This simple half-length portrait demonstrates Gerard ter Borch the Younger’s exceptional ability to convey an effective likeness with a modicum of means. The man, perhaps of early middle age, is dressed plainly in a black costume enlivened only by a simple collar and narrow cuffs of white linen. A black cloak is pulled close around his portly frame, and he clutches a pair of fawn-colored gloves in his left hand.
Portrait of a Man probably dates to about 1653. Together with the Portrait of Jan van Goyen (fig 1) and another portrait of an unidentified sitter (fig 2), both of which date to about 1652–53, the Leiden Collection’s image is among Ter Borch’s earliest half-length portraits in a rectangular format.1 All these paintings depict the subject facing three-quarters to the right, with the solid pyramidal bulk of their figures silhouetted against a neutral background. The sitters are remarkably devoid of pretense, and each regards the viewer in an unusually relaxed and open manner.
Portrait of a Man is painted on a single horizontally grained plank of wood, presumably oak. The edges are not beveled. The panel appears to have been trimmed along the left side and possibly also along the top;2 it may originally have shared the slightly wider proportions of Ter Borch’s Portrait of Jan van Goyen mentioned above.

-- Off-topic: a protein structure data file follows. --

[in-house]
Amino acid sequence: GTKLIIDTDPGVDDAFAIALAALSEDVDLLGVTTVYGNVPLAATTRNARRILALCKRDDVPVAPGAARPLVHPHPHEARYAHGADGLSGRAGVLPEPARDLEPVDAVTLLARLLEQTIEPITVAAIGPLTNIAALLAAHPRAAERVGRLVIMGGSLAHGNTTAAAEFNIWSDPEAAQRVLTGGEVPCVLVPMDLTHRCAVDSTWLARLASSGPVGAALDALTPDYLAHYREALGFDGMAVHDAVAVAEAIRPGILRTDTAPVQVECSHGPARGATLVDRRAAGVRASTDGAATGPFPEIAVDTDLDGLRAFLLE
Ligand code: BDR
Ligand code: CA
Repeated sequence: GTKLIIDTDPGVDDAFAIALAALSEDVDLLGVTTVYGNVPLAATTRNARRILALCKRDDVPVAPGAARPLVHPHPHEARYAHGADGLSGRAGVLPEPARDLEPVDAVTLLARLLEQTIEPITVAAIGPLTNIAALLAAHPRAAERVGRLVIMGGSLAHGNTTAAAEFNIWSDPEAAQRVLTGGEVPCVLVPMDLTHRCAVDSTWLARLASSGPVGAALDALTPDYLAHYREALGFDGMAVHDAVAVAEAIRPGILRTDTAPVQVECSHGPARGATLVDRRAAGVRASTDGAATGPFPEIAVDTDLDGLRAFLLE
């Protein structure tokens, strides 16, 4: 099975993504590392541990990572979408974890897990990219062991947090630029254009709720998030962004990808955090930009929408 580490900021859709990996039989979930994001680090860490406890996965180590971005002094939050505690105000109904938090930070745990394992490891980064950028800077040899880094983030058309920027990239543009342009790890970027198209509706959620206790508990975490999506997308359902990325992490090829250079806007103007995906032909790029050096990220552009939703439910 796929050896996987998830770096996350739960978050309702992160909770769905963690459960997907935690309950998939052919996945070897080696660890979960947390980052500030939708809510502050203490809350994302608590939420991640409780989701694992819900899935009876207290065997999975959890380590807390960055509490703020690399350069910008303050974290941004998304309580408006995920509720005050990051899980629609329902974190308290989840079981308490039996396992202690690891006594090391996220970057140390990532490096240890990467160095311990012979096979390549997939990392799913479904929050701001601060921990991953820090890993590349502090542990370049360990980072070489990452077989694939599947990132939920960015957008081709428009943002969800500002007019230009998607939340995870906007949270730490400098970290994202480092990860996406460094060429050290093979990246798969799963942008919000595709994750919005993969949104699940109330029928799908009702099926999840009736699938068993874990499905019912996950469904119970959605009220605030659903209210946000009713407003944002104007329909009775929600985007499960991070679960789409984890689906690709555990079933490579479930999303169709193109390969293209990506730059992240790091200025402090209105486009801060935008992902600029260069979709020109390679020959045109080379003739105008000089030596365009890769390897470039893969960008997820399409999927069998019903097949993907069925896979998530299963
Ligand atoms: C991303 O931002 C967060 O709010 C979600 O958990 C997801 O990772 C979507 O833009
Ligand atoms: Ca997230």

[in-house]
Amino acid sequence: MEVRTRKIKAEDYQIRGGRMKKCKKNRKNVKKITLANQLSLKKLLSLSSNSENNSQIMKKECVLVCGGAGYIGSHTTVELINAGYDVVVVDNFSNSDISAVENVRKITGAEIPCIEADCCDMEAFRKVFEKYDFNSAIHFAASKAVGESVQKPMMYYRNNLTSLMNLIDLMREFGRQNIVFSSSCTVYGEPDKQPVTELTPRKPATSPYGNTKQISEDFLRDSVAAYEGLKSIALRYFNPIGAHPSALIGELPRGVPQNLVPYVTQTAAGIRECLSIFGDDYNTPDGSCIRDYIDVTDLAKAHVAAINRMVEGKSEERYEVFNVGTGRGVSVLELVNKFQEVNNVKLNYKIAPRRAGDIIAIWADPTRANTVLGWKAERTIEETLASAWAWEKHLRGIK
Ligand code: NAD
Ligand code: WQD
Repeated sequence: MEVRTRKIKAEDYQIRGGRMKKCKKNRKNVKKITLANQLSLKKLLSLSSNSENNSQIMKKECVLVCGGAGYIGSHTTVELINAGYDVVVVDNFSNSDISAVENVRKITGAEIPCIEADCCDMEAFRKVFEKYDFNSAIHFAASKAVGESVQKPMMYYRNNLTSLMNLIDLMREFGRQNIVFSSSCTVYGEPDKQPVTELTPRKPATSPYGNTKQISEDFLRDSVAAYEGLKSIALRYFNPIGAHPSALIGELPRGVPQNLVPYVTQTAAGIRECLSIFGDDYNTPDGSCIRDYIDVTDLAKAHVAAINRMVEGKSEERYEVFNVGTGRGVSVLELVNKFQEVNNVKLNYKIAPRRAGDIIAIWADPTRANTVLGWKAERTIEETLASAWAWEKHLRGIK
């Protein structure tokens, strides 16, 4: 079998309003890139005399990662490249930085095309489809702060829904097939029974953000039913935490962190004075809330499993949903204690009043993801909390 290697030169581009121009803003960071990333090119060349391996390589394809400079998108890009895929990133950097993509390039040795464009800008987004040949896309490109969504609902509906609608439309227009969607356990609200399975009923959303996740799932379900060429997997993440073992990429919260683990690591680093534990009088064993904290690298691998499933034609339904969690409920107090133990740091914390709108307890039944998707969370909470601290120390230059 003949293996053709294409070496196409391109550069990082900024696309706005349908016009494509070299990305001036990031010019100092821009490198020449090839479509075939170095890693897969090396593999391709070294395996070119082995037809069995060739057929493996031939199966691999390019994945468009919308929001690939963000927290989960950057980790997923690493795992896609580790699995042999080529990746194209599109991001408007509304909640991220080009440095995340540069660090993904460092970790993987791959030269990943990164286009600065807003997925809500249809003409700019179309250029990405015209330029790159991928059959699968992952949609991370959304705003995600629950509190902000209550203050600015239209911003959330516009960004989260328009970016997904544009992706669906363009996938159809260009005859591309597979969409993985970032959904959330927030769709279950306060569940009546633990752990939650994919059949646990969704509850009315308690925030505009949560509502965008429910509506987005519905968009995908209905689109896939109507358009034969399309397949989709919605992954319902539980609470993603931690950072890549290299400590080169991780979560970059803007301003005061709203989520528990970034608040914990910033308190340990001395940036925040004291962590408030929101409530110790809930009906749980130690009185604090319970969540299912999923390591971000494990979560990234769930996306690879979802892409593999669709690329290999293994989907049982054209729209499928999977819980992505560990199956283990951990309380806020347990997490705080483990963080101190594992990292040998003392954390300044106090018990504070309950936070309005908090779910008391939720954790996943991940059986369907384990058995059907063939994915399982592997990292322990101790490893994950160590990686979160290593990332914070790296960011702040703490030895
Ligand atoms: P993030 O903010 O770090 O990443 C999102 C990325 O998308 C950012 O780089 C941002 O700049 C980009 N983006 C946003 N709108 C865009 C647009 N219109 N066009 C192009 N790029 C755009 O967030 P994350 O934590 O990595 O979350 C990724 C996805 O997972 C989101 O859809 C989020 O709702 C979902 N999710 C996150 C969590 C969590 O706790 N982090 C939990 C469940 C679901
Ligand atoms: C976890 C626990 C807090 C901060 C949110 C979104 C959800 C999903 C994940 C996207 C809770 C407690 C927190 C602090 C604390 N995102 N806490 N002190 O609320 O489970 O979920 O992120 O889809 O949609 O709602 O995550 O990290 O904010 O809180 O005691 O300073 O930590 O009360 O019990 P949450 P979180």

At the time the painting was sold in 2000 there were two labels on the back of the panel, one indicating that the painting had at one time been in the collection of Georges Mieg, and the other providing an old auction catalogue description with the number “247.” Both labels have since been removed. The Mieg family was one of the leading industrial families in Mulhouse, France; in 1800, together with the Dollfus family, they founded Dollfus-Mieg & Compagnie (DMC), one of the largest European producers of fabric and embroidery thread. Georges Mieg (1865–1924) was an amateur musician and avid supporter of cultural institutions in Mulhouse. Both his father, Mathieu (1821–73), and grandfather, Jean-Georges (1788–1864), were collectors, notably of paintings and objects relating to the history of Mulhouse.3 On the reverse of the panel is a red wax seal. Though worn, the impressed forms are not inconsistent with (and probably represent) the arms of the Mieg family.4